The Olympics Lesson To Save The Economy

The recent Olympics were exceptional because they came during the most critical times in modern history. After five tumultuous years, the future of our society is still in the balance. We live in a period of deep structural economic crisis, political division, uncertainty, and yet no reversing trend is in sight. (Capitalism Without Owners Has Failed: Where Is True Growth Going to Come From?)

Sporting metaphors are frequent in economics and finance. In this extreme environment, can sport teach us something of value for an economic recovery? I think so and, in fact, something has emerged way beyond the results, human values, emotions, and the celebration of these memorable Games.

To succeed in any human endeavor, a level playing field is the way to make the most difficult of goals achievable; a sustainable and uniform distribution of resources, and the whole world is better off.

For the third time in the Games’ history, they were held in London, and except for the poor ticket management, these Olympics and Paralympics were an overall success.

Decisive ingredients of this accomplishment lay in diligent long-term planning, deployment of resources and funding, gathering of talent, inclusion, and hard work. Finally, such a success would have been impossible without the generosity of volunteers and the participation of people from all walks of life. Many Olympic moments will be forever remembered. There was a slogan asking future generations to be inspired. Hopefully, an even more immediate legacy could be learned as the key to go forward, not only in sports, but in everyday life. A few parallels first:

An important observation is the power of crowd support. An exceptional number or world records have been broken thanks to unprecedented encouragement from the crowds. This suggests a highly believable economic counterpart: enterprises will succeed much better if they win full support and encouragement from the people watching them, and in the communities in which they operate – customers, suppliers, employees and if they can operate in a favorable environment.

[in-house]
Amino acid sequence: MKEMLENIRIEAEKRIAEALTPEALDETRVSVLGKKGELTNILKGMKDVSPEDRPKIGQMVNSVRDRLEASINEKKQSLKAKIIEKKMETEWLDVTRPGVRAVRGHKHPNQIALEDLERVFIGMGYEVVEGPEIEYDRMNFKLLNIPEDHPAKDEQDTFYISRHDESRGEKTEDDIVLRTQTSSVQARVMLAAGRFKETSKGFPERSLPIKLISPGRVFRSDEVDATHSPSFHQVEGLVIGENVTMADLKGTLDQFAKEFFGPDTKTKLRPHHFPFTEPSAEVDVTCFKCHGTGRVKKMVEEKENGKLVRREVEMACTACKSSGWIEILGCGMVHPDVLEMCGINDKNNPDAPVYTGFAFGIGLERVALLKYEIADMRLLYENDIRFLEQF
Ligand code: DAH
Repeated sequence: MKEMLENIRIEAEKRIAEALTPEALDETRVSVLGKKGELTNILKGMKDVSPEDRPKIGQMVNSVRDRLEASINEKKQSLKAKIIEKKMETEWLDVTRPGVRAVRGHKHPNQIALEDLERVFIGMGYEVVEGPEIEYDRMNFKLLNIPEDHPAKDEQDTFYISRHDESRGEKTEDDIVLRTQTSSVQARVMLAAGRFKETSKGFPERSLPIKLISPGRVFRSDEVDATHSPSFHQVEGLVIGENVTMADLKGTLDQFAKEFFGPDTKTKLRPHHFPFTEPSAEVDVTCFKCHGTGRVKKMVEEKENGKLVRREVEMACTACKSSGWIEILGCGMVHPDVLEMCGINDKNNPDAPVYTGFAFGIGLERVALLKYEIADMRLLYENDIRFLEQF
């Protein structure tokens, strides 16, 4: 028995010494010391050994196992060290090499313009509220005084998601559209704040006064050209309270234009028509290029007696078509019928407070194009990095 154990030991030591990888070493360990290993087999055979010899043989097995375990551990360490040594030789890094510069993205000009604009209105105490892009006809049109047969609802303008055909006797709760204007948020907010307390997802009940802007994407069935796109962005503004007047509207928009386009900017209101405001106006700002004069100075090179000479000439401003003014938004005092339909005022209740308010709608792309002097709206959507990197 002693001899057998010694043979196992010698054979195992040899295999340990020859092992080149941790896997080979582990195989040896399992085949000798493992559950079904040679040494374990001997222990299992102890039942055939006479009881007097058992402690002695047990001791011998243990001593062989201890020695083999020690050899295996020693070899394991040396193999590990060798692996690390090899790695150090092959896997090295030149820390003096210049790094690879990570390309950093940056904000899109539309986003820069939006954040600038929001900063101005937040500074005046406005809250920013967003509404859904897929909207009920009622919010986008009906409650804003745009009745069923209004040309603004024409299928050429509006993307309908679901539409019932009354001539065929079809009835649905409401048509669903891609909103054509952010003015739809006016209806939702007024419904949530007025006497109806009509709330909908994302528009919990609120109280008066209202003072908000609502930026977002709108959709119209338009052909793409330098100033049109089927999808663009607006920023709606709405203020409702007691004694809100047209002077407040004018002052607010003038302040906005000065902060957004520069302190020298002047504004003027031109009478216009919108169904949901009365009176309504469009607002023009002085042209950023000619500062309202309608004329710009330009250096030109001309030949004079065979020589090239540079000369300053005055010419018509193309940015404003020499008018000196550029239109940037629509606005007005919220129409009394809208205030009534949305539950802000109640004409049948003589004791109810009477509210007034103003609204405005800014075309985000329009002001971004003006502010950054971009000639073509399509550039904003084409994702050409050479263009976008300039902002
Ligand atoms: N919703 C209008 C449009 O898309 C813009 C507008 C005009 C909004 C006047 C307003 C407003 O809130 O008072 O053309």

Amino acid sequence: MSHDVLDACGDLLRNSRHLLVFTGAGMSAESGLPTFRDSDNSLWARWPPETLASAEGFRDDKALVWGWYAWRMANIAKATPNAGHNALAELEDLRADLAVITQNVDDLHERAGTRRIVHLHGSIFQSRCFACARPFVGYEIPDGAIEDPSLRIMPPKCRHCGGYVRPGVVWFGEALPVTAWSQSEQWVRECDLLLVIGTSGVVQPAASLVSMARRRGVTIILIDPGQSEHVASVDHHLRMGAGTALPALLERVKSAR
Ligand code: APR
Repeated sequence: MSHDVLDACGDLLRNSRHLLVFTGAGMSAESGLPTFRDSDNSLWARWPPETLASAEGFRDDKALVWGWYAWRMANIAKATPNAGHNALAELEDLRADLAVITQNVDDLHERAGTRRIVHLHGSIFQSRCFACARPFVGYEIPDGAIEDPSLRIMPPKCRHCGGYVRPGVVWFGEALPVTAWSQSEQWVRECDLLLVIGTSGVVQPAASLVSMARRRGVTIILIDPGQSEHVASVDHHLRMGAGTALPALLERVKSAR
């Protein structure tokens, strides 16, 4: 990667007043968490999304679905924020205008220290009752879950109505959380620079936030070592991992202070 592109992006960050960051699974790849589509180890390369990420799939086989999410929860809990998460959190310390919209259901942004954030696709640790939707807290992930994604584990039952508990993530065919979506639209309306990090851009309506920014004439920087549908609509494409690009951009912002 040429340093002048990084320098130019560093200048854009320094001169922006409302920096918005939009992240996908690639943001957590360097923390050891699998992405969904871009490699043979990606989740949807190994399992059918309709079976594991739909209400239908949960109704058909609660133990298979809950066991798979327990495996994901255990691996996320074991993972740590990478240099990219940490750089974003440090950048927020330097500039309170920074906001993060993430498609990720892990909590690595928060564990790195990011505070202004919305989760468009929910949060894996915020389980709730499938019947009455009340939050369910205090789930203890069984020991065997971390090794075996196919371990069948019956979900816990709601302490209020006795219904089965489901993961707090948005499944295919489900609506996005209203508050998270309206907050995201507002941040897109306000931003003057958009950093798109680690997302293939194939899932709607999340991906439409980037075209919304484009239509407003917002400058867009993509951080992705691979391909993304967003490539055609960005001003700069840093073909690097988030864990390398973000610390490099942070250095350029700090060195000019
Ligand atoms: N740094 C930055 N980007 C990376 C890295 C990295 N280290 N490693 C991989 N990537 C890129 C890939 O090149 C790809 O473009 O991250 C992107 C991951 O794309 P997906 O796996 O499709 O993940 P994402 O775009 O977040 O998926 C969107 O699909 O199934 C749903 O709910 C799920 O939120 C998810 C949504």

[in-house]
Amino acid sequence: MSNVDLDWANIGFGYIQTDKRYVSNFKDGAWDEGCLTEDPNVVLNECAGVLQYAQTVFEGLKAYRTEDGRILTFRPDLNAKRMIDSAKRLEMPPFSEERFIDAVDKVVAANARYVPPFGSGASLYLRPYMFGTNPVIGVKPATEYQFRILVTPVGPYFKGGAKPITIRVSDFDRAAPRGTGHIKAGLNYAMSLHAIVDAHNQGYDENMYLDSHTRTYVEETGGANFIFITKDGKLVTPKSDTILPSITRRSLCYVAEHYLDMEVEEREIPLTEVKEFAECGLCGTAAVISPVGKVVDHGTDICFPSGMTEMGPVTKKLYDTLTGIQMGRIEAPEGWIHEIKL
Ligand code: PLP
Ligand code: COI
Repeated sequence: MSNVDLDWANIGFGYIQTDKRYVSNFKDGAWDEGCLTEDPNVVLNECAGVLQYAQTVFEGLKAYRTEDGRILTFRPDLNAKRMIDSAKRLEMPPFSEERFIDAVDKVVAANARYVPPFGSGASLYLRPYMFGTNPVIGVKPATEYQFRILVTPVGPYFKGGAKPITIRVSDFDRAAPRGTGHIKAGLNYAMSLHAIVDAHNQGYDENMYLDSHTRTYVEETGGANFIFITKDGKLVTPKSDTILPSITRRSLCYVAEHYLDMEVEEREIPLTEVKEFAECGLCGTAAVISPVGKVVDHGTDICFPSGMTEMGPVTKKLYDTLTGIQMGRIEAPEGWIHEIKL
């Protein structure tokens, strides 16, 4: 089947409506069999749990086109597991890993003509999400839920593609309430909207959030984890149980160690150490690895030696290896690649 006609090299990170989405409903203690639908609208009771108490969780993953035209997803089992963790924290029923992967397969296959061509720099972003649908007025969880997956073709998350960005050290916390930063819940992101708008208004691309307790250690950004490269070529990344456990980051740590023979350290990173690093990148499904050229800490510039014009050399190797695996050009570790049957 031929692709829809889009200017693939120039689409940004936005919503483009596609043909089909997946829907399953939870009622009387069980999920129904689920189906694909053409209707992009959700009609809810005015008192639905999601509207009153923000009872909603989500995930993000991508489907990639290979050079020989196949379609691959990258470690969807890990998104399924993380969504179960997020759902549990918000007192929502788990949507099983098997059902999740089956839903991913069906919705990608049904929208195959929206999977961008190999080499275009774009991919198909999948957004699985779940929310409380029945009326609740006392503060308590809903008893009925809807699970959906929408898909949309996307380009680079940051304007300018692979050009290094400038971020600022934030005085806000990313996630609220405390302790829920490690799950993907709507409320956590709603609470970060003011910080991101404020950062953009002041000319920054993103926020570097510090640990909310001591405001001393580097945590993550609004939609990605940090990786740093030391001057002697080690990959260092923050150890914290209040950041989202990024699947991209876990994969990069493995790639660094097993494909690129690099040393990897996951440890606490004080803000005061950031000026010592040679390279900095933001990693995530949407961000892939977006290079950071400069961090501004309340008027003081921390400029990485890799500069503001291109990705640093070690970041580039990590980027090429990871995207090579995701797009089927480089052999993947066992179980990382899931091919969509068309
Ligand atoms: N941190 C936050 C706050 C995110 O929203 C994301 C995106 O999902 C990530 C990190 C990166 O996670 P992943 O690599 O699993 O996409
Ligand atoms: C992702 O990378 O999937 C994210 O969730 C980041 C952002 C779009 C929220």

Another relevant observation is that intense rivalry and great co-operation are two sides of the same coin.  Rivals are the only people that come between a competitor and his or her dream.  Yet, in most sports, we find that competitors have a strong sense of respect and get on very well.  The reason is that we can only make the best of ourselves by playing with others, sharing our game with others, in a healthy competition and exchange. We learn from each other by pushing our own boundaries higher, unfolding new areas of strength and so, opening up new opportunities, which reward our motivation and hard work.  The economic lesson is clear again – large monolithic organizations that dominate the field and dictate (and violate) their own rules, are unhealthy and a larger set of highly motivated smaller enterprises is more likely to provide success and benefit for all. The rules are the same for everyone; no cheating is allowed or can be bought out.

The other observation is that of inclusion, diversity, and freedom. A slogan says: “Sport does not care who you are: Anyone can take part”. Diversity, variety, and individual expression of freedom. There are so many sports and so many winners!  From the classic track and field, to swimming, martial arts, gymnastics, weightlifting, equestrian, and so on…  There are sports for all shapes and sizes.  So, for an economy to work and be healthy, we need a wide variety of businesses each fit for purpose in their own expertise. Oligopolies are destructive to democracies, free markets, and our communities, and thus for wealth creation.  Success is achieved via a multitude of highly motivated smaller and medium sized enterprises well routed in their communities.

In all, the 2012 Games demonstrated how the key to get out of our economic mess is a level of unity and fairness. We need to be able to compete on the same grounds, with the same rules, with no special privileges, and with the necessary resources and time. We need to promote and encourage the willingness to work hard, open opportunities for those currently disadvantaged, and we must firmly suppress cheating. Only in this way, is possible to get the best results, the widest number of people can contribute, be in the condition to participate and benefit from such results. Only in this way, a sustainable recovery is possible and the much-needed capital can find ways to be invested productively in real activities and for the long term.